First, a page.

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Island heartbreaker

Clooney is Oscar-worthy in The Descendants

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I know, I know, The Descendants hardly qualifies as a new film, but let me explain myself. Even though it opened wide in December, the movie didn't make it to Missoula until just a few weeks ago, making it relatively new for Missoulians. Secondly, it's Oscar season, and given the choice between seeing one of the best-picture nominees over one of the rejects that studios like to drop on unsuspecting audiences every January (see The Vow), I'm going with George Clooney in Hawaii.

A good choice it was. In a crowded field of nine nominees, I'm not sure if The Descendants will manage to nab the Best Picture trophy, but along with Hugo and Moneyball, it's in the top tier. If we're talking about shiny gold statues, let's just go ahead and let Mr. Clooney start his acceptance speech for best actor. He is charming and vulnerable here, aided by a phenomenal supporting cast, a moving story and a setting that will give audiences an unexpected and rarely seen side of the 50th state.

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Clooney is Matt King, a Honolulu real estate lawyer who happens to be the sole trustee of 25,000 acres of pristine Hawaiian land that's been in the family for more than 150 years. The family, including dozens of King's cousins, is getting ready to sell that land to the highest bidder, a move that promises to make them all members of the one percent as the untouched beach-front property is turned into a five-star golf resort.

That decision looms large—with pressure from around the state not to sell—but it has been de-prioritized by a family crisis. King's wife Elizabeth is in a coma, the result of a boating accident. The outlook is not good. And their seventeen-year-old daughter Alex (Shailene Woodley) has just coldly informed Dad that Mom had been cheating on him before her accident. So yes, things are stressful in the King household, which also includes 10-year-old daughter Scottie (Amara Miller).

There are moments in The Descendants—many of them, actually—where you brace for a plunge into Lifetime Channel territory. The checklist is all there: somber plot, dying mom, rebellious daughter, a father who describes himself as the "back-up parent." But that moment never arrives.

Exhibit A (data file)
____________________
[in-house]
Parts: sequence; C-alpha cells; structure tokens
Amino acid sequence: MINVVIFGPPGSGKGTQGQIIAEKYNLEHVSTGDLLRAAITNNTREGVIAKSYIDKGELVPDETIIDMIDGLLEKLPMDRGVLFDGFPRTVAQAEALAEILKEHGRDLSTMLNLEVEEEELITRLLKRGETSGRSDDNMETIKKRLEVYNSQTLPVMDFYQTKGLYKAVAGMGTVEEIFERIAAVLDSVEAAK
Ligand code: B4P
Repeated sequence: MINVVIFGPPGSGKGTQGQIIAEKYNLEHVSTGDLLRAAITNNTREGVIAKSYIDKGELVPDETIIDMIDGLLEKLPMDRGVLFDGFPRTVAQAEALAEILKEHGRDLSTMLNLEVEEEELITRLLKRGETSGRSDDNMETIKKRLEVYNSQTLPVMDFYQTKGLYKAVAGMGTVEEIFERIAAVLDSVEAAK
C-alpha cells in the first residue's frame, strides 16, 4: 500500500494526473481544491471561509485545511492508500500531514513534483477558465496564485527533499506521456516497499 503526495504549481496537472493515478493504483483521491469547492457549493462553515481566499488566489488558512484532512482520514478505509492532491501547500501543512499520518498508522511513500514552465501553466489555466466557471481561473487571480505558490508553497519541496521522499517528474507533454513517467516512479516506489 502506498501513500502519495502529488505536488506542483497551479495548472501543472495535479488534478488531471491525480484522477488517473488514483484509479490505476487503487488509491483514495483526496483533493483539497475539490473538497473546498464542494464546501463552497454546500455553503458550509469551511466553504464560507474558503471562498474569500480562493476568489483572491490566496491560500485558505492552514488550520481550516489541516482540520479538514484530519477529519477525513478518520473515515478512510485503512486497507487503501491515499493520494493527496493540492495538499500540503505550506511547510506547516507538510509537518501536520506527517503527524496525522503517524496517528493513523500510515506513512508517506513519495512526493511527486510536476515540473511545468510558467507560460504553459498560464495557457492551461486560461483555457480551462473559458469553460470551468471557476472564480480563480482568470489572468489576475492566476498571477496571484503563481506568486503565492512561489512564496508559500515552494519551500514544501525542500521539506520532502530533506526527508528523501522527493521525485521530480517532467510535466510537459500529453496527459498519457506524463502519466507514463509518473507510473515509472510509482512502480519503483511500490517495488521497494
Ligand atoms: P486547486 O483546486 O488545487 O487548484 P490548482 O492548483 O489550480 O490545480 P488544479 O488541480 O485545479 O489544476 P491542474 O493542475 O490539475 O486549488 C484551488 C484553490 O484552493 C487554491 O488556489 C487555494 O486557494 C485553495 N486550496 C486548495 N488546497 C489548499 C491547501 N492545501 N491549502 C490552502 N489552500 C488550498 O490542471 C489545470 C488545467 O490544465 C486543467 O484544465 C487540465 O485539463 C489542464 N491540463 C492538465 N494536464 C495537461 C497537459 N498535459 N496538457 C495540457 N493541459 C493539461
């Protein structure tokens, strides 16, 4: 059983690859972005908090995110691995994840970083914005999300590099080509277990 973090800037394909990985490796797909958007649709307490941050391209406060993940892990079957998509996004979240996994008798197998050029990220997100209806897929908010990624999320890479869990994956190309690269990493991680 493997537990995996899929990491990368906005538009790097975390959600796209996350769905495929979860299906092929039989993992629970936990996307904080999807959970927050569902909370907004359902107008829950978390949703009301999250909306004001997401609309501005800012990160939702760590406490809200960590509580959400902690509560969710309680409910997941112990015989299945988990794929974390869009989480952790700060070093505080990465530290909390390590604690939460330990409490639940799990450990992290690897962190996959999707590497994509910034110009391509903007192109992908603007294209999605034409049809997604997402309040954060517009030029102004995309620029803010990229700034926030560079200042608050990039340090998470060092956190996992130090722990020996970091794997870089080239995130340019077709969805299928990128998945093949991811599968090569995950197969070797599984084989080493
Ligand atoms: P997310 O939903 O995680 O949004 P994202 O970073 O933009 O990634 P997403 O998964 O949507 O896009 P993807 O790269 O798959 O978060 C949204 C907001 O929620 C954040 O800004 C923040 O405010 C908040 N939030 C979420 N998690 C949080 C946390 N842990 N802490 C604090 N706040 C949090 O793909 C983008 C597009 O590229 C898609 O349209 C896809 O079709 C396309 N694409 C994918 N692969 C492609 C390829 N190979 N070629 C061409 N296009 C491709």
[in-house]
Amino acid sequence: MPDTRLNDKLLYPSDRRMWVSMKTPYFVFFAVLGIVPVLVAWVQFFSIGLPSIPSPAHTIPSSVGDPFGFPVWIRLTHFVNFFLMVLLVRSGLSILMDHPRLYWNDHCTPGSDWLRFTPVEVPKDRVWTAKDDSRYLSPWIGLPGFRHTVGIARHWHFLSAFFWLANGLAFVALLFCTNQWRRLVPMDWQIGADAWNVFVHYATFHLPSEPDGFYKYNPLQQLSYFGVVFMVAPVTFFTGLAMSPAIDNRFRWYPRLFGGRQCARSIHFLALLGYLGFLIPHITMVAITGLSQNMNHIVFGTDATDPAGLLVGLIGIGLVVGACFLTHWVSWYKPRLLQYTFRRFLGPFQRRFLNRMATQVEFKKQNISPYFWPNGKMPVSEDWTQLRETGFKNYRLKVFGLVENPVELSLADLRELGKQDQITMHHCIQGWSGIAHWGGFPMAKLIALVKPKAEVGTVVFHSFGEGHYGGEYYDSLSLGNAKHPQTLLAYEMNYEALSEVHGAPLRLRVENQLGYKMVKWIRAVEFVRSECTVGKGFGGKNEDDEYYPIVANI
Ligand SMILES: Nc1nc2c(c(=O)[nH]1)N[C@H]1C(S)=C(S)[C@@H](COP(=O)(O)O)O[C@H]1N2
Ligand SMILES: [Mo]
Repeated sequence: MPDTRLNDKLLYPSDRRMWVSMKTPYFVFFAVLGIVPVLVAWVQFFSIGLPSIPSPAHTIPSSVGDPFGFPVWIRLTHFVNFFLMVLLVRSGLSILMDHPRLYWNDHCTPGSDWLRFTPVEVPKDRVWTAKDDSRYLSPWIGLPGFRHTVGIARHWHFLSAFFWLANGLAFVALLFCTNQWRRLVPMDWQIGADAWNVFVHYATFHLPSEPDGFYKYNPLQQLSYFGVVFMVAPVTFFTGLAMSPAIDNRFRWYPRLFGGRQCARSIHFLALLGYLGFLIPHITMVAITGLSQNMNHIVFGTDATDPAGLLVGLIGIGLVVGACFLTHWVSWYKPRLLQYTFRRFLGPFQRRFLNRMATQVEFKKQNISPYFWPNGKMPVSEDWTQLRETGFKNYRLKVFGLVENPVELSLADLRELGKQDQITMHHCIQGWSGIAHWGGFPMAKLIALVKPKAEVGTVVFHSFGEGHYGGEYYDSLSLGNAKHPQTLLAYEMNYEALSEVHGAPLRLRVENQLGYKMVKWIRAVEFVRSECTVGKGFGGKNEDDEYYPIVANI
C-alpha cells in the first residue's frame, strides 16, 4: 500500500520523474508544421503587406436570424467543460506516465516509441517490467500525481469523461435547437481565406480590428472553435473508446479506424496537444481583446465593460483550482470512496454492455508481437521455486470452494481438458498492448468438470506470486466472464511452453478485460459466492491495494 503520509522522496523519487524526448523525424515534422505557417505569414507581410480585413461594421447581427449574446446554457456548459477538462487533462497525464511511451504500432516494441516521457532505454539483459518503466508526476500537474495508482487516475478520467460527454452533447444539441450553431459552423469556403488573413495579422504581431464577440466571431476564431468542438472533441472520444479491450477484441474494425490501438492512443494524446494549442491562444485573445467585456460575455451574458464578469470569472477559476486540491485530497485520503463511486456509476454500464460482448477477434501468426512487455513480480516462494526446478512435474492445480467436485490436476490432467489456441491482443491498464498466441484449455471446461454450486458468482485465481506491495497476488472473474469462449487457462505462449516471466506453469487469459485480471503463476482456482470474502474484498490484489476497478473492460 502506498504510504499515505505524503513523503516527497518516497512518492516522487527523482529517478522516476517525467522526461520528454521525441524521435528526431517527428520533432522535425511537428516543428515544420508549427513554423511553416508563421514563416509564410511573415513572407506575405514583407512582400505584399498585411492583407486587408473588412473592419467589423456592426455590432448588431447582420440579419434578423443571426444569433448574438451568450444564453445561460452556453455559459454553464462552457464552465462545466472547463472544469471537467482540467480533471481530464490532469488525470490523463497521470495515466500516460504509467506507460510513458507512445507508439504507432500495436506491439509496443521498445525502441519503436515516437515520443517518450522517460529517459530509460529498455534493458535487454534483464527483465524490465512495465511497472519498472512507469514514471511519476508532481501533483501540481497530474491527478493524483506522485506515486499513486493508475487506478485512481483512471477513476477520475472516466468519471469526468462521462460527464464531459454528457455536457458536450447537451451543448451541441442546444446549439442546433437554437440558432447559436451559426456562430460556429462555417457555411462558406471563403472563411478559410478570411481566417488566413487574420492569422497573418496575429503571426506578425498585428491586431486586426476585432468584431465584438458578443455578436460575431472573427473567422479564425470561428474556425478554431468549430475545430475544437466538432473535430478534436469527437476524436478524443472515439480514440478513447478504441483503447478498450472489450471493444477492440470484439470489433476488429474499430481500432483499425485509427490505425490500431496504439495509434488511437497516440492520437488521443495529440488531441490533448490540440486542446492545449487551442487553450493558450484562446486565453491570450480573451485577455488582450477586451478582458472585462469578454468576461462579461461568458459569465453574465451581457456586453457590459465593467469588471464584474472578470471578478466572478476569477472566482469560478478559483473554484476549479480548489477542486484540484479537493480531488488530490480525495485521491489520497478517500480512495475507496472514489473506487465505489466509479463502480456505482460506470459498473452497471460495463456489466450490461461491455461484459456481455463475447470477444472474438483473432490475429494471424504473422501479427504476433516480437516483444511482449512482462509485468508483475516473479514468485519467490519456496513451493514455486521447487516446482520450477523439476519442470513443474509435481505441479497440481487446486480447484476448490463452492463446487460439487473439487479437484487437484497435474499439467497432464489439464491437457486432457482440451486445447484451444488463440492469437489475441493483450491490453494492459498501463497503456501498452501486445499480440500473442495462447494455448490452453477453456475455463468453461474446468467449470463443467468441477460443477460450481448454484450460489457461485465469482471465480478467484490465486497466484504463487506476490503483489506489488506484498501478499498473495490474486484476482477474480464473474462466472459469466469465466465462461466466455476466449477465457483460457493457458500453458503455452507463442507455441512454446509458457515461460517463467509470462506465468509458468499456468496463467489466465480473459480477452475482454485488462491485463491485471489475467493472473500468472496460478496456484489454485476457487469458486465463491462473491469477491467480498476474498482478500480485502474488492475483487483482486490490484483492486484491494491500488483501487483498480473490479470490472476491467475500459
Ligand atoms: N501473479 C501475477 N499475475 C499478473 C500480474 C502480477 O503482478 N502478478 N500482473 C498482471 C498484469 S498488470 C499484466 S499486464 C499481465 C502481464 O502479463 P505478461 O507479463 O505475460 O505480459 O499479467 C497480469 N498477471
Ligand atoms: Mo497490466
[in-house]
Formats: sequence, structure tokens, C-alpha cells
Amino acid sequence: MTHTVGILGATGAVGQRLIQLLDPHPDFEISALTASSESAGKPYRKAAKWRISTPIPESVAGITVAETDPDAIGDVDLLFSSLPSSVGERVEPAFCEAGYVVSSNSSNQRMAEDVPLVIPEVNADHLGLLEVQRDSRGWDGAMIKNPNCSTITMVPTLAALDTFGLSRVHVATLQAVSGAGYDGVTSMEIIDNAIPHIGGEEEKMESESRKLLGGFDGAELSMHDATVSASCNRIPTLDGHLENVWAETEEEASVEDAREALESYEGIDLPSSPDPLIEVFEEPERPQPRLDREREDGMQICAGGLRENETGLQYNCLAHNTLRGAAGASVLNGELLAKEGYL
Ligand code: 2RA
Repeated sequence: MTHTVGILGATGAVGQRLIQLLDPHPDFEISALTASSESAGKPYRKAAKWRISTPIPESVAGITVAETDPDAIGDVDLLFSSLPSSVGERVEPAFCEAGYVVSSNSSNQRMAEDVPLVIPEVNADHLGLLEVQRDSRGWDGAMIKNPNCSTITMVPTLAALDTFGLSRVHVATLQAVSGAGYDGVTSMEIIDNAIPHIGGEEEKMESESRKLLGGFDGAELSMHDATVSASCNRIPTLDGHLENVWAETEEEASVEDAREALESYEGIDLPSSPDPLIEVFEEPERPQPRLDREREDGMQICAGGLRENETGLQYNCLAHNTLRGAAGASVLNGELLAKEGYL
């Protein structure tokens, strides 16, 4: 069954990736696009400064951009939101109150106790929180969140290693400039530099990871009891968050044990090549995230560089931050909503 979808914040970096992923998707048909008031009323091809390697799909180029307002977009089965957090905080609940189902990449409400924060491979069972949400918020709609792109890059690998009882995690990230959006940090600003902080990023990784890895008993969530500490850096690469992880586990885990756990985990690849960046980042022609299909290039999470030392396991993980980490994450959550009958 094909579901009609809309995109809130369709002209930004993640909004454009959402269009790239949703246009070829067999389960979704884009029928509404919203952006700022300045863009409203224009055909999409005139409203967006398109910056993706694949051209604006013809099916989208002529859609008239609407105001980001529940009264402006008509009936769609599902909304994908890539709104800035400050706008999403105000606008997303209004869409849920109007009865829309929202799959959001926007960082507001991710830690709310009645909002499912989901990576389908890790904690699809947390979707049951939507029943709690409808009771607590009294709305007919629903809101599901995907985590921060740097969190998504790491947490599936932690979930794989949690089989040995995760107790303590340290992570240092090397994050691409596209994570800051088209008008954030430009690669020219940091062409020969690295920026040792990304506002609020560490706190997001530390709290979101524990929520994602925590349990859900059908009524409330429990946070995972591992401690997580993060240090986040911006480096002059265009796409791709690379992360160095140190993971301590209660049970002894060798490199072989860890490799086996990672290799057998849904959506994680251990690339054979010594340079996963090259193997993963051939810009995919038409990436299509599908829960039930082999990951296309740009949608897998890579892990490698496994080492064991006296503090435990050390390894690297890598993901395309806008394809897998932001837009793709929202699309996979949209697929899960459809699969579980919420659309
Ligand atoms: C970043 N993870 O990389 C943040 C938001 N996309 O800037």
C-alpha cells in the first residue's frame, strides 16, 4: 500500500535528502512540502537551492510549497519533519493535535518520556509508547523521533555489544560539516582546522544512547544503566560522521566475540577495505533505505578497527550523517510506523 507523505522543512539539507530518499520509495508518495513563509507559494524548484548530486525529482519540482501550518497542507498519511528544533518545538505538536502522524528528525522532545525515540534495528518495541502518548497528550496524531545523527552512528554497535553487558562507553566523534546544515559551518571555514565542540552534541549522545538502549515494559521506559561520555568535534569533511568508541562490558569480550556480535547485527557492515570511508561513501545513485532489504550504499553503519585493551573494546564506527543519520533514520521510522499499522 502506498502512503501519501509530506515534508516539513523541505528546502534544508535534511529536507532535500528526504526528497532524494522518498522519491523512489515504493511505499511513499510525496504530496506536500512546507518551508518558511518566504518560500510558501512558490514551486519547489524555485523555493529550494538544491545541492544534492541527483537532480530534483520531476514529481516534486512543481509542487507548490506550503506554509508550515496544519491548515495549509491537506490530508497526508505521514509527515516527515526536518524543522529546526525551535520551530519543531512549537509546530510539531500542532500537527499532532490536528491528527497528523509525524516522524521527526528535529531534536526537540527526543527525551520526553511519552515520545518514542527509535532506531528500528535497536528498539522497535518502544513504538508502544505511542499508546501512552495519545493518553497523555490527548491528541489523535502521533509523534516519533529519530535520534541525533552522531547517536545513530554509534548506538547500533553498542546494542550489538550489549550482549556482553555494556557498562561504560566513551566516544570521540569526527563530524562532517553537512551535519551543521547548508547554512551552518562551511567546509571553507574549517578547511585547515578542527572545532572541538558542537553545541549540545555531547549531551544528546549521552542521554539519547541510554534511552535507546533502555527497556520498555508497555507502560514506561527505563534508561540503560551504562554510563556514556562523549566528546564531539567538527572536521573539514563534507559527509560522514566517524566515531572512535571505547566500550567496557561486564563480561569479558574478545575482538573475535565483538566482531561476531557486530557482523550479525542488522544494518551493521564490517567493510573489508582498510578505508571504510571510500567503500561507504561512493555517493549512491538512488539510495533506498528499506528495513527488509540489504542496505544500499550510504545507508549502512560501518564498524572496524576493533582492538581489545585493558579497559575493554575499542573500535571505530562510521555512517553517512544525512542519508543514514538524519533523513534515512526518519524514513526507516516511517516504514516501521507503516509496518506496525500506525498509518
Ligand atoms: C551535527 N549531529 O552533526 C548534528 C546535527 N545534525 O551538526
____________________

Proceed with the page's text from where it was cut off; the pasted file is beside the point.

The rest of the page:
Instead, director Alexander Payne steers the film to unexpected places, keeping things wonderfully off-balance as King and his daughters cope with a dying wife and mother while simultaneously searching for the man she was sleeping with. How the film deals with such diametrically opposed emotions is brilliant in its restraint. The feelings of loss and anger and love and revenge are all real. The melodrama is absent.

Payne appears to gravitate toward films about outcasts and infidelities. His last two big projects—Sideways and About Schmidt—focused heavily on both, to the point where the films became uncomfortable to watch at times. Here, Matt King isn't an outcast in the traditional sense, but his practical nature and introverted tendencies make him something of an anomaly among his friends and family. The infidelity angle is so different here in that only one person can do the talking. The scene in which Matt confronts his comatose wife about her affair—waiting for a response he knows will never come—is devastating.

Clooney's stellar performance is enhanced by the actors around him, particularly Woodley, who grows on screen from a spoiled brat to become her father's confidante. The shift doesn't feel forced, but rather like the result of a young woman forced to grow up in a hurry. For much-needed moments of comic relief, we can thank Sid (Nick Krause), a friend of Alex's who always seems to be along for the ride. He is also multi-layered, much to the film's benefit.

The Descendants is filmed through the lens of Hawaii's permanent residents, which makes it a rarity in the cinematic history of the island state. The dichotomy of a family crisis unfolding in the land of vacationers and surfers and luaus makes for an uneasy but evocative island vibe. Everything about it feels original. The Descendants never stops reminding you that even in paradise, life can be unfair and unforgiving.

The Descendants continues at the Carmike 12.

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